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INTRODUCTION

The human larynx plays a pivotal role in airway protection, respiration, and phonation. Most patients with benign laryngeal disorders present with dysphonia. These disorders are particularly prevalent in individuals who use their voices professionally. Malignant neoplastic disease should be excluded as an underlying cause of voice problems: Every patient who presents with dysphonia should undergo a thorough head and neck examination. Once it is established that there is no evidence of malignancy, patients can be treated appropriately, ideally within a voice clinic. A properly equipped voice clinic must have access to video-laryngeal-stroboscopy and be conducted with a suitably qualified speech-language pathologist.

The diagnosis should include a thorough appreciation of the patient’s lifestyle and occupational habits as well as a detailed examination of the vocal folds including stroboscopy. Most benign laryngeal lesions are treatable with a combination of surgery and speech therapy, but measures to prevent the recurrence of disease by instigating and maintaining lifestyle changes are also necessary.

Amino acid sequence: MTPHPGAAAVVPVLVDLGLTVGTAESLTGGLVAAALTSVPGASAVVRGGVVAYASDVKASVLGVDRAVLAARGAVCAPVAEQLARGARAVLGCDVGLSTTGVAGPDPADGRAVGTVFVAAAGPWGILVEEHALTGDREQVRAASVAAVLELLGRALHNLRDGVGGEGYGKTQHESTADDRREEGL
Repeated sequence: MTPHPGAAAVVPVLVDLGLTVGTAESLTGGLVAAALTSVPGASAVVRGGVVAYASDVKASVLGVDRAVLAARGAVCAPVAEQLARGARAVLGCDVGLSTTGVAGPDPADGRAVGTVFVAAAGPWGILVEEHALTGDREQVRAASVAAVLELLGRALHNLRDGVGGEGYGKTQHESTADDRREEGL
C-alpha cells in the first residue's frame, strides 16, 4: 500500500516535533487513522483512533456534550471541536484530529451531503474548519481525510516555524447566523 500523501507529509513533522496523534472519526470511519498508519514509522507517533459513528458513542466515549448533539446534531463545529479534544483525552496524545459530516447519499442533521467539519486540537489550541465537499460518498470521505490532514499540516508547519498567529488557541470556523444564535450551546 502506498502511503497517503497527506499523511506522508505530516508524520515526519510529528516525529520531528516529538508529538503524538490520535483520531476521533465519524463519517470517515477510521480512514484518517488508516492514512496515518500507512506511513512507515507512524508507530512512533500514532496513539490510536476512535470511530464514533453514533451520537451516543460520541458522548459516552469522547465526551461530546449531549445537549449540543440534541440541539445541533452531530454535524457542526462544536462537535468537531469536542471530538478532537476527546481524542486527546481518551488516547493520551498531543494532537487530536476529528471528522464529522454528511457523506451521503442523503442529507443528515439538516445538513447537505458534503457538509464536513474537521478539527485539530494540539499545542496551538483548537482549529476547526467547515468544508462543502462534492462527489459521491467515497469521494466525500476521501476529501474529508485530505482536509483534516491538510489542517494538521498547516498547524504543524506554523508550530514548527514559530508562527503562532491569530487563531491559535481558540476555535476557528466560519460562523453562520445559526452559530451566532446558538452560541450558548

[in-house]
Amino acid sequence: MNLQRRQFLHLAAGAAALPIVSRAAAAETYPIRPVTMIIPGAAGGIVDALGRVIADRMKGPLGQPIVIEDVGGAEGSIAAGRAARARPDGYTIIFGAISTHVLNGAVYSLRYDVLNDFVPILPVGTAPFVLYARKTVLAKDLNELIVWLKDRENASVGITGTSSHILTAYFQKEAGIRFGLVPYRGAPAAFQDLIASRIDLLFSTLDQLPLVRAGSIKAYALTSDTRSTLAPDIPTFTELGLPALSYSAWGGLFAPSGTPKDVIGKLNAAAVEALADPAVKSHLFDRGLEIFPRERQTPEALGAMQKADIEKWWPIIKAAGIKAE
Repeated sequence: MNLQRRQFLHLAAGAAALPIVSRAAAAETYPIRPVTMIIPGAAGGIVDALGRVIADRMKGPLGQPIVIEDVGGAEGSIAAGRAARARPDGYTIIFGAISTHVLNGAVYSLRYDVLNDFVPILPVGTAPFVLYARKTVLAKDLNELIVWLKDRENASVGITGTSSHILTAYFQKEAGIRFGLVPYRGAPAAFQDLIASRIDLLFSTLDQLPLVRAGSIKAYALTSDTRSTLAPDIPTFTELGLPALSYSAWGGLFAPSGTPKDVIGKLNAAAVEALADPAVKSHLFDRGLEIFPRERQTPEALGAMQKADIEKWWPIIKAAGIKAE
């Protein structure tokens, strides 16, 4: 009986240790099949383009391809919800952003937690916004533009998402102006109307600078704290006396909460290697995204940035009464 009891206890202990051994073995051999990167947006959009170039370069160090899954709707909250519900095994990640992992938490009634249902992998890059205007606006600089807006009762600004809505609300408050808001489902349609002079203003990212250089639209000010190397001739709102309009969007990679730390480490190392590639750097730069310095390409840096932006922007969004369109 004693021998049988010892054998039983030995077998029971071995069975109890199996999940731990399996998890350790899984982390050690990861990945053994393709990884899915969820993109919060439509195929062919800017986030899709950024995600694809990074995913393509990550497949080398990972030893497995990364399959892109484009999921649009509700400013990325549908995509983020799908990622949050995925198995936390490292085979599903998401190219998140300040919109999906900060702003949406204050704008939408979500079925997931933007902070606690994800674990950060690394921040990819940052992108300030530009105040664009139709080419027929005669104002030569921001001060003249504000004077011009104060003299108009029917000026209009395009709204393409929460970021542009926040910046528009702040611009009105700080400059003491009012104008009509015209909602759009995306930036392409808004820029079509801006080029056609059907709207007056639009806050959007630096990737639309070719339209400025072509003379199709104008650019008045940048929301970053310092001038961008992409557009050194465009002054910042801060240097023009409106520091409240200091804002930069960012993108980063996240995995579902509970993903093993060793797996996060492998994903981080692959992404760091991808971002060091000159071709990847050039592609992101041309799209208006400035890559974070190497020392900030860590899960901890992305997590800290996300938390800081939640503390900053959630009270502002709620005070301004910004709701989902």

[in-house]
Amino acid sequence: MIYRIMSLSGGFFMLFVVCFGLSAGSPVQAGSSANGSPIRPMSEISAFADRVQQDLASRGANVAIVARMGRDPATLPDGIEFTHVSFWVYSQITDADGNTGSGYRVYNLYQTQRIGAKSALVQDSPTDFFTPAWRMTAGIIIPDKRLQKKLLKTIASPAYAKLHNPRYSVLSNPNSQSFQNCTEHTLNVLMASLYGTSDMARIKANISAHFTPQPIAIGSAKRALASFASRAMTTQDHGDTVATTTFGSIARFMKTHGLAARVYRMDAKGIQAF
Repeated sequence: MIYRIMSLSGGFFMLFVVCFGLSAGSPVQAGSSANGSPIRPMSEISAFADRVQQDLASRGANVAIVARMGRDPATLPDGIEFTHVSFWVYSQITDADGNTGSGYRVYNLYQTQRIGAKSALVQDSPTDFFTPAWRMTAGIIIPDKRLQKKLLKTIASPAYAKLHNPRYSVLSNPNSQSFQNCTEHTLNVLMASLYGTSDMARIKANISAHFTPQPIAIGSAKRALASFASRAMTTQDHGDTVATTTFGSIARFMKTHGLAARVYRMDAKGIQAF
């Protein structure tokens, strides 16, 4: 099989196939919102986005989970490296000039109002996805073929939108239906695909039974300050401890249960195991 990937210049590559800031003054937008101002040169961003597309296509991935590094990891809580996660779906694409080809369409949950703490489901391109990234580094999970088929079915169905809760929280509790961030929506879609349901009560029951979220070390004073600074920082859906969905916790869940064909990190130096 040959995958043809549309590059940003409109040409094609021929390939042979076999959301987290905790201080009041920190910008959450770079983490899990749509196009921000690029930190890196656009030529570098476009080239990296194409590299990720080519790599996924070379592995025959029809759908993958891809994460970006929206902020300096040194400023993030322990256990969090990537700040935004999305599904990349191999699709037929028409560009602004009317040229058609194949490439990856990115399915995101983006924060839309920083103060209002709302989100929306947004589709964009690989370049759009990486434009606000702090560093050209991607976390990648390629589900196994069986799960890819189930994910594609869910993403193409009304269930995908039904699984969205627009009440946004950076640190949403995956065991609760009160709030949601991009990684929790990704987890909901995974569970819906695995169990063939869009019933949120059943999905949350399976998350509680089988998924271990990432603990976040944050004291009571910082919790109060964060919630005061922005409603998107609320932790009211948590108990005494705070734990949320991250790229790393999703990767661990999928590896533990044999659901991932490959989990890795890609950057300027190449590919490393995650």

ANATOMY AND PHYSIOLOGY

The larynx consists of a cartilaginous framework composed of the thyroid, cricoid, and epiglottis cartilages and the paired arytenoid, corniculate, and cuneiform cartilages. It is suspended from the hyoid bone by the thyrohyoid membrane. The vocal folds run from the angle formed by the thyroid lamina anteriorly to the vocal process of the arytenoid cartilages posteriorly. Alteration in the position and length of the vocal folds is primarily the result of movement of the synovial cricoarytenoid joints, with a contribution from movement of the cricothyroid joints. Above the vocal folds run the false cords, formed by the medial border of the aryepiglottic folds. These are separated from the vocal folds by horizontal sinus known as the laryngeal ventricle, which contains numerous mucin-secreting glands.

The vocal folds are covered with a stratified squamous epithelium that has up to 20 layers; this epithelium covers the lamina propria, which has 3 layers, beneath which lies the vocal ligament and vocalis muscle. Loose collagen cross-linkages between the epithelium and the superior layer of the lamina propria (ie, Reinke space) allow oscillation of the mucosal wave during phonation as the epithelium is able to glide over Reinke space.

When expiration occurs against a closed glottis, pressure is created in the subglottis. This air passes between the adducted vocal folds and through the Bernoulli effect causes vibration of the mucosa of the vocal folds, producing sound. Abnormalities preventing full adduction of the vocal folds or affecting vibration of the mucosa produce dysphonia. Dysphonia is altered voice quality, pitch, loudness, or vocal effort that impairs communication or decreases voice-related quality of life.

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